Nowadays it is a trend for most film actors to build muscles and create an image of a macho men. There are very few actors who do not follow this ideology and rely on acting prowess to prove their worth to their audiences. On a recent television show, Tiger Shroff revealed that he spends up to 10 hours in a gym every day. Well, everyone has his or her own USP and that is Tiger Shroff. Or John Abraham for that matter. They do mostly action films that require being a muscleman rather than a person of brains.
There are too many actors in Bollywood as well as Hollywood who live off their muscular physique. The question is–are these people actors or bodybuilders? How often did the greatest of all actors, Dilip Kumar, go to the gym? It seems highly doubtful that he ever stepped into one. Once when Shyam Benegal, the famous filmmaker, was asked whom he rated as the best actors in Hindi films, without hesitation he replied: “Dilip Kumar, Amitabh Bachchan and Naseeruddin Shah in that order.” So it was not only the layman film goers but also experts like Benegal who rated Dilip Kumar as the best. Dilip Kumar achieved great heights in the film world without building muscles. He relied solely on his acting ability.
Later there were a few more actors who could grip the audience without having to show off their muscles. The names of Amol Palekar, Farooq Sheikh and Irrfan Khan come to mind. Sadly the latter two are no more. Irrfan Khan passed away exactly two years ago, on April 29, 2020. The film world lost an actor with immense talent who was hailed and recognised by film fans in India, Britain and America.
Some well known experts had said that he was one of the finest actors in Indian cinema. His career spanned more than three decades and fetched him numerous honours including a National Film Award, Asian Film Award, and six Filmfare Awards. In 2011, he was awarded the Padma Shri for his contributions to Indian cinema. In 2021, he was posthumously awarded the Filmfare Lifetime Achievement award.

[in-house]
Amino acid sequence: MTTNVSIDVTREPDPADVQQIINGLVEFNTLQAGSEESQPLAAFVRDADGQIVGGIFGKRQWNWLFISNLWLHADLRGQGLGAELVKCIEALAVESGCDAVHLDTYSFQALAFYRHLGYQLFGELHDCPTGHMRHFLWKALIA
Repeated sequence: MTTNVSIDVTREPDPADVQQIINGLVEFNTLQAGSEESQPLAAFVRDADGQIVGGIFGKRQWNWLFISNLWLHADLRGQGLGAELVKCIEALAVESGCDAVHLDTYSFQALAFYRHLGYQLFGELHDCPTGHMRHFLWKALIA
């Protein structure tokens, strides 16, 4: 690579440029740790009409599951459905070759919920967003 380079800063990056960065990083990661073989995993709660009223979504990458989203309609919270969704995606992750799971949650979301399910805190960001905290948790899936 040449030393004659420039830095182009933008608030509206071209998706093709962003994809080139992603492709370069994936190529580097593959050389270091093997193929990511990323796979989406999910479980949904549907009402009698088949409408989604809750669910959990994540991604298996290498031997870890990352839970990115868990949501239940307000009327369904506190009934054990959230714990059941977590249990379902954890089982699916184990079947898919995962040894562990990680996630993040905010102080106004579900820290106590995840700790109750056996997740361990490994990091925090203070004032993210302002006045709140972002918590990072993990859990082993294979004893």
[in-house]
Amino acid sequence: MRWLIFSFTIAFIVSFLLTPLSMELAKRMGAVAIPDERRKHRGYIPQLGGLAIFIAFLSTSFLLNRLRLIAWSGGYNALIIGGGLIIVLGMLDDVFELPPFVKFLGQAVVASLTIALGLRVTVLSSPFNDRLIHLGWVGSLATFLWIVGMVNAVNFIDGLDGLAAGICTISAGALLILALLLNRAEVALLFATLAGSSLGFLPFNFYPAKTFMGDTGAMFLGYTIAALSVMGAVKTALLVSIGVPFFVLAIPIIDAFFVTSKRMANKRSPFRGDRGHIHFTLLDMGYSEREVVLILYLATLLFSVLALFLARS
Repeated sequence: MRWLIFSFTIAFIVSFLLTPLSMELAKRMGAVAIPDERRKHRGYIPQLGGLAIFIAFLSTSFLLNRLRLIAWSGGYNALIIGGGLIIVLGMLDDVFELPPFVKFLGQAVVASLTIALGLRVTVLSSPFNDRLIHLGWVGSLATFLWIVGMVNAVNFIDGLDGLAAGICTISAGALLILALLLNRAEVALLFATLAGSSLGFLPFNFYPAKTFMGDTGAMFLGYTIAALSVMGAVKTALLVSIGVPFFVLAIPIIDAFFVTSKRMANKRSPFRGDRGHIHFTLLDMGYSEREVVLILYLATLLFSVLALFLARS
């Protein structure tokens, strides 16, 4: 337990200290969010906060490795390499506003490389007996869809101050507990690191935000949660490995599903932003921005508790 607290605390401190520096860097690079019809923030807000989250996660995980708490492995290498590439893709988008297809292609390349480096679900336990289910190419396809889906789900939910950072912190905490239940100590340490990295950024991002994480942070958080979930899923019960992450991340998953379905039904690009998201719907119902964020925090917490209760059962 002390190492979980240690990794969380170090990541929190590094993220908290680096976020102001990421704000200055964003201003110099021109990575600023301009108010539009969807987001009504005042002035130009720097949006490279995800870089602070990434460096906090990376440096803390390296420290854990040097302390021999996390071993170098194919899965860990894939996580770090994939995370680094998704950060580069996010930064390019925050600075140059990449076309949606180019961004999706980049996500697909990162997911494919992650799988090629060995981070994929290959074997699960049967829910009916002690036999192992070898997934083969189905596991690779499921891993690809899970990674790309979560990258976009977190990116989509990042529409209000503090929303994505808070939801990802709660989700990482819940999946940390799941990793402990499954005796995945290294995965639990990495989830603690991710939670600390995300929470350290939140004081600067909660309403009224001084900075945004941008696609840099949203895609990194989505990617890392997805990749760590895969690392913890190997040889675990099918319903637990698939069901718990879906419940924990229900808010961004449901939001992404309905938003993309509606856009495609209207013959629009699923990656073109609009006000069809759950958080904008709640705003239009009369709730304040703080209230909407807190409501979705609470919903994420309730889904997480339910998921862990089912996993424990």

One of his first films was Salaam Bombay in the late 1980s and thereafter followed several years of hard struggle. He was neither handsome nor did he have big connections in the film world. But he had very expressive eyes and a different style of dialogue delivery that made him stand apart from the rest. He was never loud and bombastic but instead, subdued and realistic.
It was after starring in the British film The Warrior in 2001, that he caught the eye of the bigwigs of Bollywood and Hollywood. In India, he got important roles in films such as Haasil and Maqbool in 2004. The latter was an adaptation of William Shakespeare’s famous play Macbeth and the cast included some well established names of Hindi films such as Pankaj Kapur, Om Puri, Naseeruddin Shah and Tabu.
Later Irrfan went on to gain critical acclaim for his roles in The Namesake (2006) and Paan Singh Tomar (2011). This film was based on the life of Paan Singh, a soldier in the Indian army who was India’s national champion athlete and represented India in the Asian Games. But after his army career, when he returned to his village, he fell foul with the law due to caste harassment, property disputes and circumstances beyond his control. His life ended tragically in a shootout with the police.
As Irrfan gained experience, he became more successful and he got offers from Hollywood too. The Amazing Spiderman, The Life of Pi, Jurassic World and Inferno are some of the noteworthy English films in which he played memorable roles. Peter Bradshaw, the chief film critic of The Guardian, wrote about Irrfan: “He is a distinguished and charismatic star in Hindi and English-language movies whose hardworking career was an enormously valuable bridge between South Asian and Hollywood cinema.”
Acclaimed Hollywood actor Tom Hanks was a great admirer of Irrfan Khan. The two of them acted in the film Inferno which was released in 2006. Tom Hanks said: “I always think I’m the coolest guy in the room, and everybody’s hanging on to every word I say and everybody’s a little intimidated to be in my presence. And then Irrfan Khan walks into the room. And he’s the coolest guy in the room.”
Bestselling author Dan Brown who wrote such hot selling books like The Da Vinci Code, Angels and Demons and Inferno, expressed his deep shock and sorrow when he heard that Irrfan had passed away. Sharing a picture of Irrfan on his Facebook page, Dan Brown wrote: “Sending love today to all who knew and admired the incomparable Irrfan Khan. Peace.”
Truly Irrfan Khan was incomparable. In many ways he charted his own course and was the master of his flourishing career till fate robbed him of his life. But before departing from this world, Irrfan proved that a person from a small town called Tonk in Rajasthan, without any Godfathers in Bollywood or Hollywood, could still become one of the recognisable faces in world cinema purely on the strength of his acting ability. His story will no doubt continue to inspire many others who believe that acting is different from bodybuilding and one does not have to develop bulging muscles to become a celebrated actor.